on Fiction University:
Uncovering backstory isn’t the same as plot, and focusing too much on the story’s past can hurt your novel’s future.
One of the very first outlines for my urban fantasy novel, Blood Ties, focused on revealing the twist and secrets of the novel. It was mostly about how readers were going to learn all the cool things I’d created and less about a character struggling with a problem. Which was a problem, since struggling with problems is what makes a novel a novel.
Weak as that early outline was, writing it was worth it, since it helped me figure out those backstories and secrets. It also made it obvious that I’d outlined a novel that didn’t truly have a plot. Sure, my protagonist had goals and she acted to achieve them and did all the things a good protagonist is supposed to do, but if I’d written the story to that first outline, it would have been terrible.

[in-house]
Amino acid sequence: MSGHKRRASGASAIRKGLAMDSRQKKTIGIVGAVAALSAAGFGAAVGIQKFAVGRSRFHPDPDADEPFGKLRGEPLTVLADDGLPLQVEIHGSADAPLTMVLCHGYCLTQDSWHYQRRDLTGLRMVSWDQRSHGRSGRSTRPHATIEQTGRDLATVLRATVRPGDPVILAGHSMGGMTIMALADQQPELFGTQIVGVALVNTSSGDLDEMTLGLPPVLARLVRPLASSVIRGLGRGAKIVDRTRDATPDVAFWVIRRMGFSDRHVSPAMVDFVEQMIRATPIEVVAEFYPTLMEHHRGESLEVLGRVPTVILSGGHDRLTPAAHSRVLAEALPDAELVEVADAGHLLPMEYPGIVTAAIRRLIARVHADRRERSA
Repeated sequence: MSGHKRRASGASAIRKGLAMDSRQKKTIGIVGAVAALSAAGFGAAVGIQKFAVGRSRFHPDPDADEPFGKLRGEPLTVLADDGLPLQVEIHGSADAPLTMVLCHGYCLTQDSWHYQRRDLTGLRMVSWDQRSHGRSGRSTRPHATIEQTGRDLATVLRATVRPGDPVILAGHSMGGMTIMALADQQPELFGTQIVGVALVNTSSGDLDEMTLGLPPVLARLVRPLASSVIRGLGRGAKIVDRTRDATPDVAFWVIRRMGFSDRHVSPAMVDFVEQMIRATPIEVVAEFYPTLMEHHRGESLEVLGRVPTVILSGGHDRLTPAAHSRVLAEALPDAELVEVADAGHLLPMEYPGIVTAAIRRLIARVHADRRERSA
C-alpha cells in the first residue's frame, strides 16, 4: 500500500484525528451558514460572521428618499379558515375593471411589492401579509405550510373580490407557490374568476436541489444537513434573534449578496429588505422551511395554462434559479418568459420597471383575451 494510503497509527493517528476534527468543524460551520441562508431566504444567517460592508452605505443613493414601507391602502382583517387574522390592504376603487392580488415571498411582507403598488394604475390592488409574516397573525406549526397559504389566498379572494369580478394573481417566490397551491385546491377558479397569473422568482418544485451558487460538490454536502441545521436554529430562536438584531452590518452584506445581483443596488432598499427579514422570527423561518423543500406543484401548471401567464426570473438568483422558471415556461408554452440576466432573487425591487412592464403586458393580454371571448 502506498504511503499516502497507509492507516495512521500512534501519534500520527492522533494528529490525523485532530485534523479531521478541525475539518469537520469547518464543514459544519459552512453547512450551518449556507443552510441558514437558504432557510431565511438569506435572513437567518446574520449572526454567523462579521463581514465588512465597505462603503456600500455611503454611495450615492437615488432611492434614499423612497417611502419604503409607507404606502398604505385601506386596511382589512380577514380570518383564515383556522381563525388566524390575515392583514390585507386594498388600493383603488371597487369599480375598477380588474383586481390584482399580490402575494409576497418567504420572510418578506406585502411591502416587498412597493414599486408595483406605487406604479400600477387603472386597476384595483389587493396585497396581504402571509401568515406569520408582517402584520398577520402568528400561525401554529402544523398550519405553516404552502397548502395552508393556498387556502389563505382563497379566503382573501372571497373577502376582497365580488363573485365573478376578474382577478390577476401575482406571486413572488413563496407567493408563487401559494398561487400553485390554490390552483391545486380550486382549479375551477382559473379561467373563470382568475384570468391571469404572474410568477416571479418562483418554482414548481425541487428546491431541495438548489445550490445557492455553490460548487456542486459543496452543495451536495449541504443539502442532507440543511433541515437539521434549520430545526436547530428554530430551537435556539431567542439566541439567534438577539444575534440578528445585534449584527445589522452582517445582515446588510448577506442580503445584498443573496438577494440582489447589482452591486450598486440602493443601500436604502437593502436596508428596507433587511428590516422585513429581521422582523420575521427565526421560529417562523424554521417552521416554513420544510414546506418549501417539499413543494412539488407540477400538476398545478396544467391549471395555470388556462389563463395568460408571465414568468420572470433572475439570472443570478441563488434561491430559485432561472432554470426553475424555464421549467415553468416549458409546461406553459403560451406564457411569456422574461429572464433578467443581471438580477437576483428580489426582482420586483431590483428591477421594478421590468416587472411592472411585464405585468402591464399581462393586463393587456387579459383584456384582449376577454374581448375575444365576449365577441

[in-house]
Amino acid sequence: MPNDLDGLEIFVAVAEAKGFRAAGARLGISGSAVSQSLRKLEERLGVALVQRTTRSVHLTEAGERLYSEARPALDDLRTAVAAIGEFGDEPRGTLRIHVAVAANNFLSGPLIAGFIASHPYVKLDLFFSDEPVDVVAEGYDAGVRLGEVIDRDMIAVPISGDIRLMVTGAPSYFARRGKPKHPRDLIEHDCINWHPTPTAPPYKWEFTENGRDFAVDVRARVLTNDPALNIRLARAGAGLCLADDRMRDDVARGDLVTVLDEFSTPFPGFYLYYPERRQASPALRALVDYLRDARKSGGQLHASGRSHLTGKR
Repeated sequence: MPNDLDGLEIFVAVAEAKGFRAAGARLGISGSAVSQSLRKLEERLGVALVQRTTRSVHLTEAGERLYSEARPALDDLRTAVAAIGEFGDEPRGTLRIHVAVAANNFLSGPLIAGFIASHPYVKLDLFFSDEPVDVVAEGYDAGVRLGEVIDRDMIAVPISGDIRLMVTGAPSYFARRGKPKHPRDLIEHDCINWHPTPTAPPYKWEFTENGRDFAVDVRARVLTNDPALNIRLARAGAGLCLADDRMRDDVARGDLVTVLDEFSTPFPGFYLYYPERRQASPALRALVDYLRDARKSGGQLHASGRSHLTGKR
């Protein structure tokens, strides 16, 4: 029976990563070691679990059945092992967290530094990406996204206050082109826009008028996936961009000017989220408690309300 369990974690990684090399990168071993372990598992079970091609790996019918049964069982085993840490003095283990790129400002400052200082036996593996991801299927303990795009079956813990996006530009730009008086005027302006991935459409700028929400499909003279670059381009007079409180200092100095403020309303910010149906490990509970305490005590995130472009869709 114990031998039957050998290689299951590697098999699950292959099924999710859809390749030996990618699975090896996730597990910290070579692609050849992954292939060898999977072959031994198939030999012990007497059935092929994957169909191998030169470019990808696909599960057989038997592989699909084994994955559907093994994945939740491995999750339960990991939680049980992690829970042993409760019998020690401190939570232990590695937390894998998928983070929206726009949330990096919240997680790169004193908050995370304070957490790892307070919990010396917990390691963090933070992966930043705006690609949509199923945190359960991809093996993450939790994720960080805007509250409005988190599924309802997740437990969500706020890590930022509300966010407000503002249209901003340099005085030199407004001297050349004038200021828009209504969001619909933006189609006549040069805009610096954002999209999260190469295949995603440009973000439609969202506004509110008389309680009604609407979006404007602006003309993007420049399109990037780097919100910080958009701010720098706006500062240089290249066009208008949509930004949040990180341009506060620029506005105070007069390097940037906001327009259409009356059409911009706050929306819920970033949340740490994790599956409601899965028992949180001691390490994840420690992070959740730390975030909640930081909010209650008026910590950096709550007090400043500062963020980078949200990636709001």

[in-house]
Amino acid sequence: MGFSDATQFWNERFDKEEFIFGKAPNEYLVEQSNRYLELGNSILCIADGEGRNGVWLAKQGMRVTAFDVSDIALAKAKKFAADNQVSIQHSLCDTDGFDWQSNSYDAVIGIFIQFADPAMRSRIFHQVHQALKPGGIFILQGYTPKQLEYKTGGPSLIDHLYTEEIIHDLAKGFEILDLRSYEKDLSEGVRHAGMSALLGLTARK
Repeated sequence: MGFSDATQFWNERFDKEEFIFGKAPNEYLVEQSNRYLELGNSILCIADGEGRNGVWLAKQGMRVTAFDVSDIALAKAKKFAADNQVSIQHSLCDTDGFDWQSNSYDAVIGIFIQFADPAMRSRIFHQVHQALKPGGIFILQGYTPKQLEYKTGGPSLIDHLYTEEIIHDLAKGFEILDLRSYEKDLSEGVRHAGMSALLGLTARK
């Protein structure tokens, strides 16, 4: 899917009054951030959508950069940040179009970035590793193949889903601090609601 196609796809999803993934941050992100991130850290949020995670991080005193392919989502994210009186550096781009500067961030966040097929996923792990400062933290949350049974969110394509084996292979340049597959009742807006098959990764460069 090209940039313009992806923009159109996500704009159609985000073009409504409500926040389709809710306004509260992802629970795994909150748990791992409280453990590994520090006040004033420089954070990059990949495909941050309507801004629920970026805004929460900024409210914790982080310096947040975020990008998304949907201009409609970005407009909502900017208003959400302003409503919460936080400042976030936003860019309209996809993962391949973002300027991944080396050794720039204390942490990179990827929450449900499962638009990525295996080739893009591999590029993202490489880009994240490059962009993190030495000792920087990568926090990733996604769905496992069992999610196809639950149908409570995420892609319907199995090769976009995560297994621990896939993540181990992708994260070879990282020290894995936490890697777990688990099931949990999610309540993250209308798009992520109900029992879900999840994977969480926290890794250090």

The quest to reveal backstory can feel like plot, but it’s not plot.